* Note: This is a reshare from 1/24/2022
I know your year is already in full swing, but do hope you had a restful winter recess. First, my deepest thanks for your role in helping us launch our Spring 2022 semester successfully. Despite Omicron, and because of your good work, our residential learning, research, and engagement programs are moving forward as “normally” as this virus will allow. Again, my thanks.
That said, with Omicron still surging in Indiana, we know these next several weeks of the Spring semester will continue to challenge us. Based on everything our medical experts have shared and our own data to date, we know that Omicron is not as serious as prior variants for healthy, vaccinated people, but it is far more contagious. Given this, while the risks of serious health issues for our campus are likely lower, the risks of disruptions created by large numbers of positive cases are higher – disruptions in the classroom, with research programs, and for engagement activities on campus and around our state, in addition to other university operations.
We also are well aware that Omicron is creating difficult personal challenges for many of you. You or a family member may have contracted Omicron. You may need to quarantine because of a high-risk exposure. Some of you are facing childcare challenges as local schools and daycare facilities modify their schedules or close in response to Omicron. And there may be other difficult and personal virus-related issues that you are trying to navigate. While we will continue with our in-person residential instruction this spring, we understand there will be some situations where you have isolation/quarantine, childcare, or other personal challenges that may require your courses to move temporarily online.
As we have stated before, if you need to isolate or quarantine, you are empowered to make the temporary course adjustments that make the most sense for your students, your courses, and yourselves during your isolation/quarantine period. If you have other situations/challenges beyond a standard isolation/quarantine time period that impact your ability to be on campus, please talk with your Department Head about appropriate accommodations. Jenna Rickus, vice provost for teaching and learning, has communicated these guidelines in her weekly web letters, but if you have questions/situations you need assistance with, please let us know.
Of course, our students are working through their own Omicron challenges, and we ask that you continue to be as accommodating as possible when they need to be absent from class. (As an aside, our Protect Purdue team still sees zero evidence of transmission of Omicron in the classroom, where, as you know, individuals are highly vaccinated and masked.)
Beyond instruction, we should all be prudent with meetings over the coming weeks, moving things online where it makes sense to do so and making accommodations wherever possible for those who must be remote and can’t participate in an in-person meeting. Our Medical Advisory Team has cautioned us to be especially careful with meal functions – just avoid these if you can and take precautions to social distance when you cannot.
We will continue to communicate the actions we are taking through Protect Purdue to keep the campus safe and open for the Spring semester: We are promoting vaccination/boosters, conducting symptomatic and surveillance testing, and implementing our aggressive track and trace protocols. Following the latest guidance from the CDC, the American College Health Association (ACHA), and our partner One to One Health, we have modified our surveillance testing regime to concentrate testing on specific locations (both vaccinated and unvaccinated) where case numbers might be growing. We have purchased 20,000 KN-95 masks that are being distributed to students, faculty and staff, and are again requiring masks in the Co-Rec. A large supply of at-home COVID-19 test kits are on order. A PUSH mini-clinic has been set up at the Co-Rec to treat any student who tests positive for influenza A or B. Ten additional technicians have been hired to staff the Co-Rec testing center and the physical space in the testing center has been expanded to allow more room for waiting and social distancing. We have set up a drive-thru testing clinic for families. And we have upgraded Protect Purdue signage across the campus. As always, we will be reviewing our data and the local conditions and will modify our approaches as needed.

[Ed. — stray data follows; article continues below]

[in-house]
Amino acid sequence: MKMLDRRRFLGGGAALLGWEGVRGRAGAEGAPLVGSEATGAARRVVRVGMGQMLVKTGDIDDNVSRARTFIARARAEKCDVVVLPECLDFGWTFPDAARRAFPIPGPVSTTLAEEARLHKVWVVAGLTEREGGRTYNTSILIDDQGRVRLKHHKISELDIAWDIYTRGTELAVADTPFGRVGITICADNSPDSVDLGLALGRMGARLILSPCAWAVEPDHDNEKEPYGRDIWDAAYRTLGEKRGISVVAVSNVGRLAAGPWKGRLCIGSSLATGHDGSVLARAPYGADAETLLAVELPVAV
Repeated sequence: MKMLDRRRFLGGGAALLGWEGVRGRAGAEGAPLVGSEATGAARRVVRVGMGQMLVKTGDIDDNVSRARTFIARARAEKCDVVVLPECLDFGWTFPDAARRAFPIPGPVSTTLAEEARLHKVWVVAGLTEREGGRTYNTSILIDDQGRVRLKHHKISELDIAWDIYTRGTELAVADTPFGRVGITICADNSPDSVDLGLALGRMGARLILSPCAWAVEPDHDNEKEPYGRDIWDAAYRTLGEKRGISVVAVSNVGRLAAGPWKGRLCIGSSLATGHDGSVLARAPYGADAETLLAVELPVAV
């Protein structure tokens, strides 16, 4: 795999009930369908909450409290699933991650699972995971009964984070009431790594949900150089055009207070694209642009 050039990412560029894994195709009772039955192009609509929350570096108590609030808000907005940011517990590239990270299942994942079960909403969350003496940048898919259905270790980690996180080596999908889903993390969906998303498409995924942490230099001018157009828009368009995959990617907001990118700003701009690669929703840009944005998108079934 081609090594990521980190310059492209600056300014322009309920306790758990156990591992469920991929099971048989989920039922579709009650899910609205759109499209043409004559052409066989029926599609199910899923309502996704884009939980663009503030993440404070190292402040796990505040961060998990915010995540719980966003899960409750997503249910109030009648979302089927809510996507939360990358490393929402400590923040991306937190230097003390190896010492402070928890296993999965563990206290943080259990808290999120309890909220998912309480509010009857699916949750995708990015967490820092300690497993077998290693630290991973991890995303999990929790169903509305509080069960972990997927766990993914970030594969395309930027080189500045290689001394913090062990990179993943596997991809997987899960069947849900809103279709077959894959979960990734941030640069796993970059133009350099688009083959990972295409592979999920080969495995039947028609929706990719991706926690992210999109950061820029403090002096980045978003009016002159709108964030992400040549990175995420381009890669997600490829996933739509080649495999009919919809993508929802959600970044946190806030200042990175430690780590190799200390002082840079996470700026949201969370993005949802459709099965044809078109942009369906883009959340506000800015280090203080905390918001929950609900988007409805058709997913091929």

As a reminder, the Returning to Work on Campus webpage includes guides for both employees and supervisors that outline important support resources. Information on work-life integration and behavioral health tools is available, including family and childcare resources that will assist in the search for affordable caregivers, and mental health resources, such as the SupportLinc employee assistance program, available to benefits-eligible employees. We encourage you to explore these campus support resources available to you and to take full advantage of them as needed.
Our medical experts anticipate that we will continue to experience challenging conditions into February. This period is going to demand flexibility, creativity, patience, calm, grace and kindness from all of us – again. We know that many of you – our faculty and staff – are anxious, worried, stressed and tired. Again, my thanks for all you will do to protect yourself, protect others and protect our Purdue community at this difficult time. This University – each of you – has stepped up since day one of the pandemic, finding the right path to keep the people of Purdue safe, and our campus in operation. I have every confidence we will do so again as we work through the challenges that Omicron brings.
With optimism and gratitude,